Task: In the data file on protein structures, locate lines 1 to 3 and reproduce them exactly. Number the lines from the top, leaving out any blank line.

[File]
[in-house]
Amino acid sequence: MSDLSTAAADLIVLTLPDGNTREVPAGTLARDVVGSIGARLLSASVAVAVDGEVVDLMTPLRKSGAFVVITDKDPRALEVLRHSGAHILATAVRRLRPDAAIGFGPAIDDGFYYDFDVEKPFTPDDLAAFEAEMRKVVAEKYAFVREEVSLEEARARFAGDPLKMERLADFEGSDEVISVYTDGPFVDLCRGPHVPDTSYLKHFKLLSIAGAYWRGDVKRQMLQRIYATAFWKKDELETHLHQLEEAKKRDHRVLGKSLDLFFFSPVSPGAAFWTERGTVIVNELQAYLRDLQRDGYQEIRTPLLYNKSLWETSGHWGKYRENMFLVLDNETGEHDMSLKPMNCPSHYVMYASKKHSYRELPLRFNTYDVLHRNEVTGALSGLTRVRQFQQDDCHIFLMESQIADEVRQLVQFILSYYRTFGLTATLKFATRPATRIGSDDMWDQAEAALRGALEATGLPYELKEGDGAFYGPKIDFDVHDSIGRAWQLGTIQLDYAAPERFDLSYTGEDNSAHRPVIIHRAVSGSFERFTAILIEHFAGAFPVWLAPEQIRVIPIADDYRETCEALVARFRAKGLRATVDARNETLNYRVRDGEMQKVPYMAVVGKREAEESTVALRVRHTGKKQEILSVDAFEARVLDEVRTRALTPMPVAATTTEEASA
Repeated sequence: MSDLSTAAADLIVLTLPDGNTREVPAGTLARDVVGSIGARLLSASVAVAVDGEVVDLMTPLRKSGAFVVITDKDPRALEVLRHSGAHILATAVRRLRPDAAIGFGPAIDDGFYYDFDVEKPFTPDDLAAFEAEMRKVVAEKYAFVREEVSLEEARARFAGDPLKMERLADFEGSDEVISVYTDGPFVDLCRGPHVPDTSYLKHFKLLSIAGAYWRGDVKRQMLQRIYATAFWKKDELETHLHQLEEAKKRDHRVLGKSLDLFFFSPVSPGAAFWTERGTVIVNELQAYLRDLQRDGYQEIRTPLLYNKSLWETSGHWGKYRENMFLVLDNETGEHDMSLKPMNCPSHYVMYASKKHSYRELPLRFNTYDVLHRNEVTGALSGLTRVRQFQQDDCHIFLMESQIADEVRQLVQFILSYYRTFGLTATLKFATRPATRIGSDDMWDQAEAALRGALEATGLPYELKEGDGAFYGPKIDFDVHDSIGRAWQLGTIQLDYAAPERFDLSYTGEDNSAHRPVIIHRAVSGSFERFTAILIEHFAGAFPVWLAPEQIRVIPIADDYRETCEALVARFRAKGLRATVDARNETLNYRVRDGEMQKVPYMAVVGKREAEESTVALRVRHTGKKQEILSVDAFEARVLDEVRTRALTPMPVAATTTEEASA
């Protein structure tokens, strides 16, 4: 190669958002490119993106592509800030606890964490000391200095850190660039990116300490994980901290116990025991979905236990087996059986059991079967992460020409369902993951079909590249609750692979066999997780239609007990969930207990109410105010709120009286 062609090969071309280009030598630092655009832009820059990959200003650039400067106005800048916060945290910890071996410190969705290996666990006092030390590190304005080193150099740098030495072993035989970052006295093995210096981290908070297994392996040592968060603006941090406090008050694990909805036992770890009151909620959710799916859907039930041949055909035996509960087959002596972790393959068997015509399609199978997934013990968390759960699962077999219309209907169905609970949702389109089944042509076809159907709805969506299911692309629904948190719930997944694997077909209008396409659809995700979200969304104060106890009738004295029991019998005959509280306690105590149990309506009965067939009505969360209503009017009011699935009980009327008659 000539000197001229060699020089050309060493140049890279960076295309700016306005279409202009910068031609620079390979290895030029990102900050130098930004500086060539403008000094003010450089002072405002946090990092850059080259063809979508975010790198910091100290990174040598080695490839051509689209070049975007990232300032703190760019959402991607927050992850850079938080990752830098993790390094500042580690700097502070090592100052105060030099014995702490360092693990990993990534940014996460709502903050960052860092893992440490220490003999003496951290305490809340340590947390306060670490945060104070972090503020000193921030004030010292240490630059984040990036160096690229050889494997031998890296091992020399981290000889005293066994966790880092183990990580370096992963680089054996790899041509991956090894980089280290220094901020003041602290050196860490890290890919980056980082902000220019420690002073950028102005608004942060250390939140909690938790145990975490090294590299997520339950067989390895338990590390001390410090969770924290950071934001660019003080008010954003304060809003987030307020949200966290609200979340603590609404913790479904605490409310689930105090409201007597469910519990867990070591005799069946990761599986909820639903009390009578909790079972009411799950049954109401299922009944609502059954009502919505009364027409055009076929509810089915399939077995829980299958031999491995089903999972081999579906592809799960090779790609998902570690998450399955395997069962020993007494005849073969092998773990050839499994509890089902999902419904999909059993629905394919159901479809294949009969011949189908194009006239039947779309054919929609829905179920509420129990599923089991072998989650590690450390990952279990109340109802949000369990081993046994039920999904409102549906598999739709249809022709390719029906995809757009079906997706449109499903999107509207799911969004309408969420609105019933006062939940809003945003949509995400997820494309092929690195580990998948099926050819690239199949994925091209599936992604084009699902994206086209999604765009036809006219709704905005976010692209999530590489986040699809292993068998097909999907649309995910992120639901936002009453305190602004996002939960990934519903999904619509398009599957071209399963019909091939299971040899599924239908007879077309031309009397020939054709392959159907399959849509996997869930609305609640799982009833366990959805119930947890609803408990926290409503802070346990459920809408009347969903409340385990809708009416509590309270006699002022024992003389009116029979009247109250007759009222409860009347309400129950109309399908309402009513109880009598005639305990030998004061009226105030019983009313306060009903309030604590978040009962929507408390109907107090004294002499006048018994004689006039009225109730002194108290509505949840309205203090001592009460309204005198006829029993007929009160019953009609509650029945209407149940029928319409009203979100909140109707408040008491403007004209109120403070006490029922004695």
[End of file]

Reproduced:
[in-house]
Amino acid sequence: MSDLSTAAADLIVLTLPDGNTREVPAGTLARDVVGSIGARLLSASVAVAVDGEVVDLMTPLRKSGAFVVITDKDPRALEVLRHSGAHILATAVRRLRPDAAIGFGPAIDDGFYYDFDVEKPFTPDDLAAFEAEMRKVVAEKYAFVREEVSLEEARARFAGDPLKMERLADFEGSDEVISVYTDGPFVDLCRGPHVPDTSYLKHFKLLSIAGAYWRGDVKRQMLQRIYATAFWKKDELETHLHQLEEAKKRDHRVLGKSLDLFFFSPVSPGAAFWTERGTVIVNELQAYLRDLQRDGYQEIRTPLLYNKSLWETSGHWGKYRENMFLVLDNETGEHDMSLKPMNCPSHYVMYASKKHSYRELPLRFNTYDVLHRNEVTGALSGLTRVRQFQQDDCHIFLMESQIADEVRQLVQFILSYYRTFGLTATLKFATRPATRIGSDDMWDQAEAALRGALEATGLPYELKEGDGAFYGPKIDFDVHDSIGRAWQLGTIQLDYAAPERFDLSYTGEDNSAHRPVIIHRAVSGSFERFTAILIEHFAGAFPVWLAPEQIRVIPIADDYRETCEALVARFRAKGLRATVDARNETLNYRVRDGEMQKVPYMAVVGKREAEESTVALRVRHTGKKQEILSVDAFEARVLDEVRTRALTPMPVAATTTEEASA
Repeated sequence: MSDLSTAAADLIVLTLPDGNTREVPAGTLARDVVGSIGARLLSASVAVAVDGEVVDLMTPLRKSGAFVVITDKDPRALEVLRHSGAHILATAVRRLRPDAAIGFGPAIDDGFYYDFDVEKPFTPDDLAAFEAEMRKVVAEKYAFVREEVSLEEARARFAGDPLKMERLADFEGSDEVISVYTDGPFVDLCRGPHVPDTSYLKHFKLLSIAGAYWRGDVKRQMLQRIYATAFWKKDELETHLHQLEEAKKRDHRVLGKSLDLFFFSPVSPGAAFWTERGTVIVNELQAYLRDLQRDGYQEIRTPLLYNKSLWETSGHWGKYRENMFLVLDNETGEHDMSLKPMNCPSHYVMYASKKHSYRELPLRFNTYDVLHRNEVTGALSGLTRVRQFQQDDCHIFLMESQIADEVRQLVQFILSYYRTFGLTATLKFATRPATRIGSDDMWDQAEAALRGALEATGLPYELKEGDGAFYGPKIDFDVHDSIGRAWQLGTIQLDYAAPERFDLSYTGEDNSAHRPVIIHRAVSGSFERFTAILIEHFAGAFPVWLAPEQIRVIPIADDYRETCEALVARFRAKGLRATVDARNETLNYRVRDGEMQKVPYMAVVGKREAEESTVALRVRHTGKKQEILSVDAFEARVLDEVRTRALTPMPVAATTTEEASA